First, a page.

I posted on a NYT article last year and noted the tricky use of breast development rather than menstruation that made puberty statistics seem alarming. (Muddying up statistics is a media pastime.) Basically there are stages of puberty, called Tanner stages. Breast development is part of Tanner 2 for girls and typically happens about 2 years before menstruation. Menstruation is usually used as the marker for puberty in scientific studies because it is easy to define. Things like breast development are more subjective. Well nourished girls might be chubby making breast development difficult to judge.

As the report linked above shows, onset of menses hasn't changed dramatically, and to the extent it has can be attributed to health and nutrition. Studies show first breast development has moved forward...when compared to the late 19th century. In the scary articles on early puberty, note that most, if not all, are comparing breast development to the 1900's or earlier. With the strides in health and nutrition in the past 100 years, it is neither shocking nor concerning that modern 7 year old girls might have the appearance of breasts more than their pre-automobile great-great-grandmothers. Junkfoodscience has more details on the issue. Also, I found a paper overview that can give laymen a small peek at how much more complicated and detailed early puberty problems are.

That said, such shoddy medical reporting doesn't simply leave mothers with the impression that early puberty is a problem in need of solution. See this article about what to do about early puberty. Even though it states many of the theories for the problem, discussed below, the article concludes by adding a bunch of the stuff that everyone merely assumes is to blame: [emphasis mine]

Be sure to eat fewer meat and high-fat dairy products, which “are more likely than other foods to harbor chemicals that interfere with hormones,” Janssen says. Additionally, don’t use pesticides, since they can interfere with hormones, says Julia Brody, a scientist with Silent Spring Institute. In other words, eat a diet of mostly fresh, organic vegetables and you’ll be fine. That being said, since most of America eats nothing but pre-prepared foods from plastic containers and cans alongside meat and high-fat dairy products, I think the early puberty epidemic should really have explained itself.
Go organic veg and you'll be fine?!  First off, one might want to weigh the consequences, brain and bone wise, of turning under 10's veg against a hoped for two year delay in breast development, especially since the 'more meat, earlier breasts' studies do not account for the effect of meat on nutrition. That is, the correlation might just be because the girl is well fed. Next, going veg will do nothing for those other correlations often seen, specifically, prematurity, absent father, childhood stress, international adoption, and wealth. Yes, wealth. Apparently there is a correlation for early puberty among wealthy girls with absent biological fathers.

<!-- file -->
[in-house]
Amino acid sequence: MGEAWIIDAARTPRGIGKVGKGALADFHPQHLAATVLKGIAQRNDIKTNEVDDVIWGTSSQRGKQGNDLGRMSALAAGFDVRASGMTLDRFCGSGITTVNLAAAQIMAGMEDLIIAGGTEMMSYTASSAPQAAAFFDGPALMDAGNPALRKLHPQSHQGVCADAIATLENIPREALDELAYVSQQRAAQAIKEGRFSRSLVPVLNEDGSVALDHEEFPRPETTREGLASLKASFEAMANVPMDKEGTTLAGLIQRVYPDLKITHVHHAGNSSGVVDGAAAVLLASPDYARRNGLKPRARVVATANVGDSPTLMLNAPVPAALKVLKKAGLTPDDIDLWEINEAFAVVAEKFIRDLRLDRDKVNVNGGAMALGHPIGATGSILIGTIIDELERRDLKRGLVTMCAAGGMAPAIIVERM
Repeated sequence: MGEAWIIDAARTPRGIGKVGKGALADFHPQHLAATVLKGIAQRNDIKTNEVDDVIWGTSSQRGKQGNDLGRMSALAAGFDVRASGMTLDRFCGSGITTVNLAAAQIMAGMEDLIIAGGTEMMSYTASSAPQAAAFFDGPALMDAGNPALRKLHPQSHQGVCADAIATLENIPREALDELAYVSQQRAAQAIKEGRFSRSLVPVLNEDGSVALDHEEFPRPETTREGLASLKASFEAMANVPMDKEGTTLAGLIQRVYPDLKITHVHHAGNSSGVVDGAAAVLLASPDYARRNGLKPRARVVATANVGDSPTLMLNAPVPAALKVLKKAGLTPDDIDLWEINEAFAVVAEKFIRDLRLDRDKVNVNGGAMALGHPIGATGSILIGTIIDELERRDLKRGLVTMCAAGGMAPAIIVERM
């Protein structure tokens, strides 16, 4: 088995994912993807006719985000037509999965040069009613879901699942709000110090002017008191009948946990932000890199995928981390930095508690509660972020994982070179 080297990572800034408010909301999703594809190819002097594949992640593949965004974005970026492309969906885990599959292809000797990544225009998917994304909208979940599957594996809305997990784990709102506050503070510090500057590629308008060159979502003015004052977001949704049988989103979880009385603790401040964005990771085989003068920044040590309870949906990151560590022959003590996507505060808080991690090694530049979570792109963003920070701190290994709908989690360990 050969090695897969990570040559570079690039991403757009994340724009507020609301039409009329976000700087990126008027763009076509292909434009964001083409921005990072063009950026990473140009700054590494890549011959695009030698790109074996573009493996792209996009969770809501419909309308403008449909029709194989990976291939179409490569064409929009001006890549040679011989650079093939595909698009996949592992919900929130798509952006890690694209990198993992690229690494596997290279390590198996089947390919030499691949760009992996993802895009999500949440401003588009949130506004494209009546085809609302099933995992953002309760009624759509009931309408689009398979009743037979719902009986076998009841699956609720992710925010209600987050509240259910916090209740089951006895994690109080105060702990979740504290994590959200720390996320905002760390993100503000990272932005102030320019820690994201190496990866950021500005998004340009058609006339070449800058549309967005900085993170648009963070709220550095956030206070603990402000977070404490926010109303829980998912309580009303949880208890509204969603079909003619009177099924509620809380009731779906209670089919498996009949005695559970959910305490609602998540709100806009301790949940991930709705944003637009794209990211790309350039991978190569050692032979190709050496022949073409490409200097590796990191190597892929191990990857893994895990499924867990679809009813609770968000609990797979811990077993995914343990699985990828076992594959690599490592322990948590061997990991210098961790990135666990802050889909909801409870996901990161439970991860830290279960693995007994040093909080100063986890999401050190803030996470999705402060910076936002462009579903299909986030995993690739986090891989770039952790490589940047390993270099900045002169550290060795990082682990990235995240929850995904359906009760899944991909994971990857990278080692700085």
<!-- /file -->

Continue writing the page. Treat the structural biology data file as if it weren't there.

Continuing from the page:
In the many articles I have seen on this subject, however, no one calls for tending to a marriage to keep the biological father around. Few talk of allowing kids more freedom outdoors to burn off calories. Commenters don't talk about having children earlier thereby avoiding IVF and its increased incidence of multiples and prematurity. The only nod to prematurity is "don't smoke.' As for international adoptions, just like weighing the negative consequences of going veg against early breasts, no one could reasonably argue that it would be better for the child to have remained in an orphanage or foster care in the country of origin to avoid early puberty from being well fed.

Rather than look at such hard issues, the media leads, and the mothers follow, to pesticides and hormones. Compared to the above controlling pesticide and hormones is easy, something mothers fancy that they can control. (Tiger mothers and helicopter moms have different methods, but they both seek control.) Just feed them good organic veggies and your a Supermom! In the church of Green, organic veggies seems to be the blood and bread of communion.